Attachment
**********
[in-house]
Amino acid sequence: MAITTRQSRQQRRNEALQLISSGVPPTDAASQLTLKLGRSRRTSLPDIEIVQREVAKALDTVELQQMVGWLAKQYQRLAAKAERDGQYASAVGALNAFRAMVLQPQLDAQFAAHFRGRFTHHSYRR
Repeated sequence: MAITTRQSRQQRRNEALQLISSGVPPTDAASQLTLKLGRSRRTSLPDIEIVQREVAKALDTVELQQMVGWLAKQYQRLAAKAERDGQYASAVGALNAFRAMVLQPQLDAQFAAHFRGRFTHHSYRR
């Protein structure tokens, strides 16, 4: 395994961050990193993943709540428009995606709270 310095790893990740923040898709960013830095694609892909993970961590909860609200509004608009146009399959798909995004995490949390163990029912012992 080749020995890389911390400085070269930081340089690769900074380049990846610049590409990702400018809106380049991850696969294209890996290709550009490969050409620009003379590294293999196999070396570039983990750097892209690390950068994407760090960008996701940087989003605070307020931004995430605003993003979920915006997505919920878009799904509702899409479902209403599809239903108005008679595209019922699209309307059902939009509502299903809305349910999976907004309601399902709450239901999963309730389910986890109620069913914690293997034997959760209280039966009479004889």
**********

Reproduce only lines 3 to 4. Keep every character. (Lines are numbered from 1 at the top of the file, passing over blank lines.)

Repeated sequence: MAITTRQSRQQRRNEALQLISSGVPPTDAASQLTLKLGRSRRTSLPDIEIVQREVAKALDTVELQQMVGWLAKQYQRLAAKAERDGQYASAVGALNAFRAMVLQPQLDAQFAAHFRGRFTHHSYRR
């Protein structure tokens, strides 16, 4: 395994961050990193993943709540428009995606709270 310095790893990740923040898709960013830095694609892909993970961590909860609200509004608009146009399959798909995004995490949390163990029912012992 080749020995890389911390400085070269930081340089690769900074380049990846610049590409990702400018809106380049991850696969294209890996290709550009490969050409620009003379590294293999196999070396570039983990750097892209690390950068994407760090960008996701940087989003605070307020931004995430605003993003979920915006997505919920878009799904509702899409479902209403599809239903108005008679595209019922699209309307059902939009509502299903809305349910999976907004309601399902709450239901999963309730389910986890109620069913914690293997034997959760209280039966009479004889």